Steve Dietz said:
>Why does it matter to _you_ what "big" institutions do? I've never
>quite understood the emphasis on the size thing.
Interesting question! Of course, I wouldn't admit to being a
size-queen myself (living in a place which is NOT London), but I
thought it interesting and shocking that I've talked to several
people who had never heard of new media/digital art before the 010101
show at SFMOMA (admittedly, these people were Californians, and not
I think big organisations reach some different parts of the audience,
and different parts of the press, and I think that SOME big museums
feel rather obliged to think about 'canons'. I also think that
expectations are different, I thought that the reactions that Matthew
Gansallo mentioned were particularly responding to the fact 'hey,
it's the Tate doing this' whereas they may have expected that kind of
work from a smaller organisation.
I've worked for big, medium, and small organisations in new media,
and, well, they're different in curatorial terms (I didn't say which
was better, did I?) To crudely stereotype: big ones have a more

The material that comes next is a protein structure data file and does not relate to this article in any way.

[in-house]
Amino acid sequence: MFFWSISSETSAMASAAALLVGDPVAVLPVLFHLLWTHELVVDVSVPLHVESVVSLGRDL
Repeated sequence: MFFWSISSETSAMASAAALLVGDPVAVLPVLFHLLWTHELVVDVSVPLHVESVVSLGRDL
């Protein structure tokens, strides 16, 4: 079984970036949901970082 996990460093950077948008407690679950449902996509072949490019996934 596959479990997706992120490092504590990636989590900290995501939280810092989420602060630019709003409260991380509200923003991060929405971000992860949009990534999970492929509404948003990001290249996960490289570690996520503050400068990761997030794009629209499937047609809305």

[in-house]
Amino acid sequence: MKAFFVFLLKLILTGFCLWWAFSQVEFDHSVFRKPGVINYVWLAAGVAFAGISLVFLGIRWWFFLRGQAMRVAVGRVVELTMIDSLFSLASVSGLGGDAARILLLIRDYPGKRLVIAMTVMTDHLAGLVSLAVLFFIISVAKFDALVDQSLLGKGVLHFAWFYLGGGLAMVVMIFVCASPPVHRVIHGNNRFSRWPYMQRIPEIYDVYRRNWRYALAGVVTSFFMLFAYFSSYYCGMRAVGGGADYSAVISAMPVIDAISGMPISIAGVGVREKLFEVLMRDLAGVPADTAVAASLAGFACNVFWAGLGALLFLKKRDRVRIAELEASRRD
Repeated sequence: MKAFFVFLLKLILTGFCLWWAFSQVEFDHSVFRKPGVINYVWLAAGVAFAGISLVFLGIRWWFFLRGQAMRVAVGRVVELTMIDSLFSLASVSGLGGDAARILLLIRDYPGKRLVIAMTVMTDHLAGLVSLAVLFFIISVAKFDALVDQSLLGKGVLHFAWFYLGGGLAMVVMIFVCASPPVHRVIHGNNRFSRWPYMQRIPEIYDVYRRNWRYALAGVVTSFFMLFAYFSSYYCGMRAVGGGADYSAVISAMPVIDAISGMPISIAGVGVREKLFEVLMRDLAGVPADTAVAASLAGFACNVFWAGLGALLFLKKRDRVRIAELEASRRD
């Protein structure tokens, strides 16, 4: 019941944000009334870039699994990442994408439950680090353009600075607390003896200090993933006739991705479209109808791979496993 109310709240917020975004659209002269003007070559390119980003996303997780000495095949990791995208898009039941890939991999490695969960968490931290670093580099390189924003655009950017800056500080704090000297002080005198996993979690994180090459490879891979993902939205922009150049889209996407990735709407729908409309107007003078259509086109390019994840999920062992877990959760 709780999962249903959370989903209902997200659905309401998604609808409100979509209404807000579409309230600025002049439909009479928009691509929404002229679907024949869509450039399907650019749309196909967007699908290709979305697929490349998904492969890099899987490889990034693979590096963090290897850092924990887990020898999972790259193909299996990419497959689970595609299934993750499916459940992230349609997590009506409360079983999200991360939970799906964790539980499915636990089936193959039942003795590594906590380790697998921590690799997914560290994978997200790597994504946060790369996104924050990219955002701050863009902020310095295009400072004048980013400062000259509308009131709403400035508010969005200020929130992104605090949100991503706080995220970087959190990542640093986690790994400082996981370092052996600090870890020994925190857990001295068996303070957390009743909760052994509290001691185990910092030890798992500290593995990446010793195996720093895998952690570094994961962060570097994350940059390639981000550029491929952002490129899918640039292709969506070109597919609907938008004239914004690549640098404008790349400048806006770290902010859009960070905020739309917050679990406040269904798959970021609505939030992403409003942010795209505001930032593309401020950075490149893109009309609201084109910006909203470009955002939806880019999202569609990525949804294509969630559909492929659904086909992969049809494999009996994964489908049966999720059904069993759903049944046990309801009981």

middle-of-the-road audience, more powerful/annoying marketing
departments, worry about Internet porn, but have the money for big
physical installations; small ones let you be more experimental, have
no equipment, but have staff who have used the Internet for fun.
Something which concerns me is whether physical installations are
becoming the 'preserve' of big museums, and net.art the preserve of
artist-run spaces (mostly because of resources), which relates to
some of Simon Biggs' comments, and what Barbara London mentioned
about artists leading the debate. Interestingly, it seems to be the
physical installations which are less debated these days.
Of course, you Steve have done the opposite to my stereotypes, which
might be why you've proved rather successful! Does size matter to you?